percussionist for Mudboy and the Neutrons.
For a while there, both Crawdad and Briarpatch bands had disbanded, and a
few of us from each band joined together to form Crawpatch.
Dane Layton, Jimmy Newman, Brandy Parks, Andy Morton, Paul
Compton, Gimmer Nicholson, Thomas Boggs, and I were the
heart of Crawpatch. David Luttrell was also featured with
the band many times. Crawpatch had a great deal of success
in Memphis and around the Midsouth.
There was one memorable collection of recordings released on 12 inch
vinyl by Crawpatch. It was on the Peabody record label, and
produced by Sid Selvidge. This album has been digitally
transferred and remastered onto to a CD that can be
purchased online by going to
www.crawpatch.com, and clicking
on the picture. We are in the process of building the full
website, but that button works.
This, too, was a band that occasionally went through personnel changes. A
band is a few musicians trying to play music together, but
sometimes, when things go right, a band becomes something
greater than the sum of its parts. Individual members come
and go, but the band lives on. This was true of Crawdad and
Briarpatch, and especially true of Crawpatch. Also, this was
a band that other musicians loved to sit in with. A partial
list of some of the people I have seen on stage with these
bands reads like a who's who of Memphis Musicians ; Lee
Baker, Jim Dickinson, Sid Selvidge, Tony Thomas, Furry
Lewis, Zeke Johnson, Charles McNutt, Alex Chilton, Leo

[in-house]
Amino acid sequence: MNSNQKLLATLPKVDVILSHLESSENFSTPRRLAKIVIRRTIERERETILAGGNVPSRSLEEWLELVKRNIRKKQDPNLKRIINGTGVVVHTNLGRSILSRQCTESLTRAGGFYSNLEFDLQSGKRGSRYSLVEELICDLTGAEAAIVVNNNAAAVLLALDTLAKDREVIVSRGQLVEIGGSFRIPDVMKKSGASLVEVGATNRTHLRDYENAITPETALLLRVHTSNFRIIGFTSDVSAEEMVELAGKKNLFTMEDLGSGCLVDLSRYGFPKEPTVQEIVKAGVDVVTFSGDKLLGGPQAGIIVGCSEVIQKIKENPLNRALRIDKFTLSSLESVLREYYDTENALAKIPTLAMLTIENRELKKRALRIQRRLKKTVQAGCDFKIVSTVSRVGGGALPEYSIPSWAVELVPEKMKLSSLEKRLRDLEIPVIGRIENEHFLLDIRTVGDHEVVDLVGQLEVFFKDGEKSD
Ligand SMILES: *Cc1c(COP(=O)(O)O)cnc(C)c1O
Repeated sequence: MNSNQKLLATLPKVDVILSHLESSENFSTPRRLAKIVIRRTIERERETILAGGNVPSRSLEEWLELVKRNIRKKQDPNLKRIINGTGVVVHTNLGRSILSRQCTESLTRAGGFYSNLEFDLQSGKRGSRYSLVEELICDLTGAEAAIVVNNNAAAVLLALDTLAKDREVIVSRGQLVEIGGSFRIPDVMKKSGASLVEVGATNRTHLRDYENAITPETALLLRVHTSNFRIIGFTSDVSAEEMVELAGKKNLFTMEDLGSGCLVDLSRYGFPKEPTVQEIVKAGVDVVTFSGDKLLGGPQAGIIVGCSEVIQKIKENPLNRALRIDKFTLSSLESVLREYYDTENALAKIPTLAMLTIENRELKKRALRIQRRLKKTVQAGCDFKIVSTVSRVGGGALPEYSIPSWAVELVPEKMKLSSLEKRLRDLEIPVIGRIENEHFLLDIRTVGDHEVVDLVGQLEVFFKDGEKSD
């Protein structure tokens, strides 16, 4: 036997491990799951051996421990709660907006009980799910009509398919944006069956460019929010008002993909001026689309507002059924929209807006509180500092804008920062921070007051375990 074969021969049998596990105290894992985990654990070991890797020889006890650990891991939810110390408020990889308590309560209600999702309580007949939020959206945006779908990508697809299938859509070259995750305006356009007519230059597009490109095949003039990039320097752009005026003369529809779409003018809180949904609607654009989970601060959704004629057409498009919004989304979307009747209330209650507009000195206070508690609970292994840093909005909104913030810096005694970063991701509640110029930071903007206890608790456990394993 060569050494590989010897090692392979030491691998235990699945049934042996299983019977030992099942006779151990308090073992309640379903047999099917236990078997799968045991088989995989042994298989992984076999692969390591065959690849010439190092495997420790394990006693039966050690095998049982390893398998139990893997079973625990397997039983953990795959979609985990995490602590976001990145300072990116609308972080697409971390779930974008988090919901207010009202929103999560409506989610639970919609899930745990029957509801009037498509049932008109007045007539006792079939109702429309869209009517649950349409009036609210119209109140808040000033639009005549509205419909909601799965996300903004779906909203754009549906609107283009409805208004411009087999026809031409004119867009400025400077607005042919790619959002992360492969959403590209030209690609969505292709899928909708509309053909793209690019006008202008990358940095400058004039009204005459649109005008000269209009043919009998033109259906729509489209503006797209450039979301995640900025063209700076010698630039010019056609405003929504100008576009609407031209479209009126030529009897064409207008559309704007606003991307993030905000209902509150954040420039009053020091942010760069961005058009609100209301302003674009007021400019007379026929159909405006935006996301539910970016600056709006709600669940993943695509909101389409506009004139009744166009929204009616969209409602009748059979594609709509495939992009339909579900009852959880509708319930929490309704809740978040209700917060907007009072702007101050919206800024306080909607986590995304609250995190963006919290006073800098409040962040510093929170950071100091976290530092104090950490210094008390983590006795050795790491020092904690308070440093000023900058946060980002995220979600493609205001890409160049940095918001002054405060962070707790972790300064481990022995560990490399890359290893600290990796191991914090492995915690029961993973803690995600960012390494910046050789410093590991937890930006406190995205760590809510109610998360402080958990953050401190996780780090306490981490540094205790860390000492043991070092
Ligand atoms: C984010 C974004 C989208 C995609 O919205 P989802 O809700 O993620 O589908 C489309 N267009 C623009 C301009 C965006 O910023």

LeBlanc, Jerry Lee Lewis, Ed Finney, Chester Thayer, Les
Birchfield,... I'll add more to that list as my brain cells
connected to long term memory functions continue to randomly
Well, Crawpatch Rides Again!!!
Brandy Parks, Jimmy Newman, and I resurrected the band again
a few years ago to keep some of the real Southern country
music tradition alive. We performed for a spell under the
name Lost Dog, and now have returned to calling ourselves
After years of searching, we were lucky enough to find our long lost
friend and bandmate, Dane Layton, and have him rejoin the
band for several memorable shows before his untimely passing
from this earth. We are all so glad we got to spend some
time with him. Dane is sorely missed. David Luttrell, when
he's not too busy performing in Nashville under his stage
name, Trayler Parker, of Trayler Parker & The Propane Tanks,
joins us, and his high lonesome vocals and banjo playing
take us even further into the realm of bluegrass.
Jimmy Crosthwait sometimes joins us on washboard, as does
Hank Sable on fiddle.
Over the last several years, Crawpatch has played
many shows around the Memphis and Tri-State area including
Otherlands Coffee Bar, the High Tone, the P&H Cafe, and
Kudzu's,, as well as at festivals in and around the Midsouth
such as the Pink Palace Arts and Crafts Festival, the
Memphis, Cooper Young Festival, and the Memphis Heritage
Festival put on by the Center for Southern Folklore. We also
are proud to have been a regular annual feature of the
Magnolia Classic Jack Russell Terrier Trials.
We are proud past winners of the First Place Prize, a Blue
Ribbon in the Bluegrass Band Competition at the Hernando,
Mississippi A'Fair, a wonderful outdoor annual event.
The most important part of all these bands, all along, has been our
friends and family who make up the audience. From professors
to pawn brokers, lawyers to landscapers, and painters to
poets, amidst all our diversity, we are all connected by our
love and appreciation of real music, played by real people,
just for the love of doing it.